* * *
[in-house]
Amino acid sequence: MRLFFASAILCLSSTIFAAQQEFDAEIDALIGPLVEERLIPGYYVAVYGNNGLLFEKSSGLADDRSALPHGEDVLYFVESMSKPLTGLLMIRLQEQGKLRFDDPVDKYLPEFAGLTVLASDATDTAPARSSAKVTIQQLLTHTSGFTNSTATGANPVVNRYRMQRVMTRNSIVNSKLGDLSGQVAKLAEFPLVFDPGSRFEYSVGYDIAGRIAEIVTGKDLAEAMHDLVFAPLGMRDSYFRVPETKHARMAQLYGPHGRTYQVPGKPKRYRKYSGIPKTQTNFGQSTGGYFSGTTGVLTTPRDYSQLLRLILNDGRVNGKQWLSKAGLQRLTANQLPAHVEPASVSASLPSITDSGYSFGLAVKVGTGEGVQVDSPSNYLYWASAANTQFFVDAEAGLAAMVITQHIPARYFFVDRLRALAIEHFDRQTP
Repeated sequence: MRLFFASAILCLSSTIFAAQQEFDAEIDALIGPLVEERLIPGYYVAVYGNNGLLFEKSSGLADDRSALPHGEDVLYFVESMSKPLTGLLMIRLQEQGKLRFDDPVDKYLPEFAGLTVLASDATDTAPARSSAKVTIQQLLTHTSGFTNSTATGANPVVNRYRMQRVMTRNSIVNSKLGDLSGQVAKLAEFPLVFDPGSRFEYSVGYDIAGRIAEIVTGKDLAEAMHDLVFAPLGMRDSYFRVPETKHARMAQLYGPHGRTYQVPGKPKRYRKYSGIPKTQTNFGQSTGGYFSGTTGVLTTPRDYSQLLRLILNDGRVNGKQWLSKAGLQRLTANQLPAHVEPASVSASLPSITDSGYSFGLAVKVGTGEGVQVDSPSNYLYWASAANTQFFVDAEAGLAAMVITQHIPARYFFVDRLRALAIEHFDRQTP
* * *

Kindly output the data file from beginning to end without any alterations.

[in-house]
Amino acid sequence: MRLFFASAILCLSSTIFAAQQEFDAEIDALIGPLVEERLIPGYYVAVYGNNGLLFEKSSGLADDRSALPHGEDVLYFVESMSKPLTGLLMIRLQEQGKLRFDDPVDKYLPEFAGLTVLASDATDTAPARSSAKVTIQQLLTHTSGFTNSTATGANPVVNRYRMQRVMTRNSIVNSKLGDLSGQVAKLAEFPLVFDPGSRFEYSVGYDIAGRIAEIVTGKDLAEAMHDLVFAPLGMRDSYFRVPETKHARMAQLYGPHGRTYQVPGKPKRYRKYSGIPKTQTNFGQSTGGYFSGTTGVLTTPRDYSQLLRLILNDGRVNGKQWLSKAGLQRLTANQLPAHVEPASVSASLPSITDSGYSFGLAVKVGTGEGVQVDSPSNYLYWASAANTQFFVDAEAGLAAMVITQHIPARYFFVDRLRALAIEHFDRQTP
Repeated sequence: MRLFFASAILCLSSTIFAAQQEFDAEIDALIGPLVEERLIPGYYVAVYGNNGLLFEKSSGLADDRSALPHGEDVLYFVESMSKPLTGLLMIRLQEQGKLRFDDPVDKYLPEFAGLTVLASDATDTAPARSSAKVTIQQLLTHTSGFTNSTATGANPVVNRYRMQRVMTRNSIVNSKLGDLSGQVAKLAEFPLVFDPGSRFEYSVGYDIAGRIAEIVTGKDLAEAMHDLVFAPLGMRDSYFRVPETKHARMAQLYGPHGRTYQVPGKPKRYRKYSGIPKTQTNFGQSTGGYFSGTTGVLTTPRDYSQLLRLILNDGRVNGKQWLSKAGLQRLTANQLPAHVEPASVSASLPSITDSGYSFGLAVKVGTGEGVQVDSPSNYLYWASAANTQFFVDAEAGLAAMVITQHIPARYFFVDRLRALAIEHFDRQTP